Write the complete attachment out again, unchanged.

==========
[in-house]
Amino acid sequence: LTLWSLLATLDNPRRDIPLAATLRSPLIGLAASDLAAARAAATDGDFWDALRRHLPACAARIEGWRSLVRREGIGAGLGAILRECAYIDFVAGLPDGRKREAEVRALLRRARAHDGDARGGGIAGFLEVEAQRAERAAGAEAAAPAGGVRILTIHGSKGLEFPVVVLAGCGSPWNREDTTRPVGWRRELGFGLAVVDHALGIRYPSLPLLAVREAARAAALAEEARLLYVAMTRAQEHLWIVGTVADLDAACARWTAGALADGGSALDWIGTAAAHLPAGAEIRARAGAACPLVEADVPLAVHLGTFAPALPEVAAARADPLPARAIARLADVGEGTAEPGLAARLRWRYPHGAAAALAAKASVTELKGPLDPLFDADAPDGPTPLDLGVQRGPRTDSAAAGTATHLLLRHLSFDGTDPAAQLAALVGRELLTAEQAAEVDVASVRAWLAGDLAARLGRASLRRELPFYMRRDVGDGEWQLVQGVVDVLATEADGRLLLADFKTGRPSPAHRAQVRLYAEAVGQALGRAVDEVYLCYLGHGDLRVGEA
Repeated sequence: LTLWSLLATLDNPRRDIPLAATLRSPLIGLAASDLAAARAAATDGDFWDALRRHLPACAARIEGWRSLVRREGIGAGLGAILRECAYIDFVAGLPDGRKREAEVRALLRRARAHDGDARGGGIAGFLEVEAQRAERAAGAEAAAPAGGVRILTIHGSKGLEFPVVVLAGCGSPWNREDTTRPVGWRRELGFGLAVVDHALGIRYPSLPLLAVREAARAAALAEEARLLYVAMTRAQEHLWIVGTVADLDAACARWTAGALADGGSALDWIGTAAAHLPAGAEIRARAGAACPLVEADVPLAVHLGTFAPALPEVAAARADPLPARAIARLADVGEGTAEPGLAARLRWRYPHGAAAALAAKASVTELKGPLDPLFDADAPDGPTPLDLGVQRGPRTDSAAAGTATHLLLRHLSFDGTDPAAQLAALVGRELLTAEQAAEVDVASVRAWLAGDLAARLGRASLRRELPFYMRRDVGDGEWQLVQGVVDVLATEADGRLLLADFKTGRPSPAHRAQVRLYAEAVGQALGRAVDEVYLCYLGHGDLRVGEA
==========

[in-house]
Amino acid sequence: LTLWSLLATLDNPRRDIPLAATLRSPLIGLAASDLAAARAAATDGDFWDALRRHLPACAARIEGWRSLVRREGIGAGLGAILRECAYIDFVAGLPDGRKREAEVRALLRRARAHDGDARGGGIAGFLEVEAQRAERAAGAEAAAPAGGVRILTIHGSKGLEFPVVVLAGCGSPWNREDTTRPVGWRRELGFGLAVVDHALGIRYPSLPLLAVREAARAAALAEEARLLYVAMTRAQEHLWIVGTVADLDAACARWTAGALADGGSALDWIGTAAAHLPAGAEIRARAGAACPLVEADVPLAVHLGTFAPALPEVAAARADPLPARAIARLADVGEGTAEPGLAARLRWRYPHGAAAALAAKASVTELKGPLDPLFDADAPDGPTPLDLGVQRGPRTDSAAAGTATHLLLRHLSFDGTDPAAQLAALVGRELLTAEQAAEVDVASVRAWLAGDLAARLGRASLRRELPFYMRRDVGDGEWQLVQGVVDVLATEADGRLLLADFKTGRPSPAHRAQVRLYAEAVGQALGRAVDEVYLCYLGHGDLRVGEA
Repeated sequence: LTLWSLLATLDNPRRDIPLAATLRSPLIGLAASDLAAARAAATDGDFWDALRRHLPACAARIEGWRSLVRREGIGAGLGAILRECAYIDFVAGLPDGRKREAEVRALLRRARAHDGDARGGGIAGFLEVEAQRAERAAGAEAAAPAGGVRILTIHGSKGLEFPVVVLAGCGSPWNREDTTRPVGWRRELGFGLAVVDHALGIRYPSLPLLAVREAARAAALAEEARLLYVAMTRAQEHLWIVGTVADLDAACARWTAGALADGGSALDWIGTAAAHLPAGAEIRARAGAACPLVEADVPLAVHLGTFAPALPEVAAARADPLPARAIARLADVGEGTAEPGLAARLRWRYPHGAAAALAAKASVTELKGPLDPLFDADAPDGPTPLDLGVQRGPRTDSAAAGTATHLLLRHLSFDGTDPAAQLAALVGRELLTAEQAAEVDVASVRAWLAGDLAARLGRASLRRELPFYMRRDVGDGEWQLVQGVVDVLATEADGRLLLADFKTGRPSPAHRAQVRLYAEAVGQALGRAVDEVYLCYLGHGDLRVGEA